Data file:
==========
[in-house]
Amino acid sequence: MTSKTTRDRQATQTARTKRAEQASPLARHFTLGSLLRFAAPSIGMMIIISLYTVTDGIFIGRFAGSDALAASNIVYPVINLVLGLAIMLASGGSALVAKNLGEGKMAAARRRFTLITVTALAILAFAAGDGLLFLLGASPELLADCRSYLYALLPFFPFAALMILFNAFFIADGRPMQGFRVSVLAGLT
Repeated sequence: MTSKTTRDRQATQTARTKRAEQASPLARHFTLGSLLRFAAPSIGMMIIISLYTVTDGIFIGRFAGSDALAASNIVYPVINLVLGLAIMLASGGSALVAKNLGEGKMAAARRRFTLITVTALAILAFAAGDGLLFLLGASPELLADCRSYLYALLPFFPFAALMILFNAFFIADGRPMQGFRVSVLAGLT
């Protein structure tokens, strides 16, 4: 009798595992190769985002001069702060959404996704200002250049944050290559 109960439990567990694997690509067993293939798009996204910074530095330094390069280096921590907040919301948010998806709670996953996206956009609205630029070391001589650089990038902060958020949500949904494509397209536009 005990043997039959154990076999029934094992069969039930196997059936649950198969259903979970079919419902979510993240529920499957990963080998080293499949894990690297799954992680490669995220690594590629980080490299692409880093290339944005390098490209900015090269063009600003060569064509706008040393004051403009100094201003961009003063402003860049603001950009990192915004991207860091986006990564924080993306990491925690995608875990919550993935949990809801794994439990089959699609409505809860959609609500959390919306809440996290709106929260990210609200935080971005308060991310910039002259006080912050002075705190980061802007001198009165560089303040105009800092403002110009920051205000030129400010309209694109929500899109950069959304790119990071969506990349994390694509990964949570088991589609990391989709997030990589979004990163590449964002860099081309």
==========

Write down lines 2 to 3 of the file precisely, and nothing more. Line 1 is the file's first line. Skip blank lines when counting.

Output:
Amino acid sequence: MTSKTTRDRQATQTARTKRAEQASPLARHFTLGSLLRFAAPSIGMMIIISLYTVTDGIFIGRFAGSDALAASNIVYPVINLVLGLAIMLASGGSALVAKNLGEGKMAAARRRFTLITVTALAILAFAAGDGLLFLLGASPELLADCRSYLYALLPFFPFAALMILFNAFFIADGRPMQGFRVSVLAGLT
Repeated sequence: MTSKTTRDRQATQTARTKRAEQASPLARHFTLGSLLRFAAPSIGMMIIISLYTVTDGIFIGRFAGSDALAASNIVYPVINLVLGLAIMLASGGSALVAKNLGEGKMAAARRRFTLITVTALAILAFAAGDGLLFLLGASPELLADCRSYLYALLPFFPFAALMILFNAFFIADGRPMQGFRVSVLAGLT